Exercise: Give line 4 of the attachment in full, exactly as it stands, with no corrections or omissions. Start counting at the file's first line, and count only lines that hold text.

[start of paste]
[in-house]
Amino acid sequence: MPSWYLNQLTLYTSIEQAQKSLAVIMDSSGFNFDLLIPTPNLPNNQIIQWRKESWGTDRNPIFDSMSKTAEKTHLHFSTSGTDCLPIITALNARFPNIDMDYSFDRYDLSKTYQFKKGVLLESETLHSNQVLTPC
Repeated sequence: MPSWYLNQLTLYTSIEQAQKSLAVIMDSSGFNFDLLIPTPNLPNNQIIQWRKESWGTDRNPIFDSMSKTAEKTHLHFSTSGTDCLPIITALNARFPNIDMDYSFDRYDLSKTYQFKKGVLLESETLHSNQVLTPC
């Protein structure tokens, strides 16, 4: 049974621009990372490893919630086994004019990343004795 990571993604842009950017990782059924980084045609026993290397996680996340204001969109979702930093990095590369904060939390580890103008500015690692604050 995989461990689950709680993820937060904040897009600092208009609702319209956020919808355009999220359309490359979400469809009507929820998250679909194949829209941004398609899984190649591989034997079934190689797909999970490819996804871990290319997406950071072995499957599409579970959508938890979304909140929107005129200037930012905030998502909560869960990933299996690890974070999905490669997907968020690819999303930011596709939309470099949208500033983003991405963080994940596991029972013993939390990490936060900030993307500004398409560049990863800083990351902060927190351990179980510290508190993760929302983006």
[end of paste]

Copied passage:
């Protein structure tokens, strides 16, 4: 049974621009990372490893919630086994004019990343004795 990571993604842009950017990782059924980084045609026993290397996680996340204001969109979702930093990095590369904060939390580890103008500015690692604050 995989461990689950709680993820937060904040897009600092208009609702319209956020919808355009999220359309490359979400469809009507929820998250679909194949829209941004398609899984190649591989034997079934190689797909999970490819996804871990290319997406950071072995499957599409579970959508938890979304909140929107005129200037930012905030998502909560869960990933299996690890974070999905490669997907968020690819999303930011596709939309470099949208500033983003991405963080994940596991029972013993939390990490936060900030993307500004398409560049990863800083990351902060927190351990179980510290508190993760929302983006």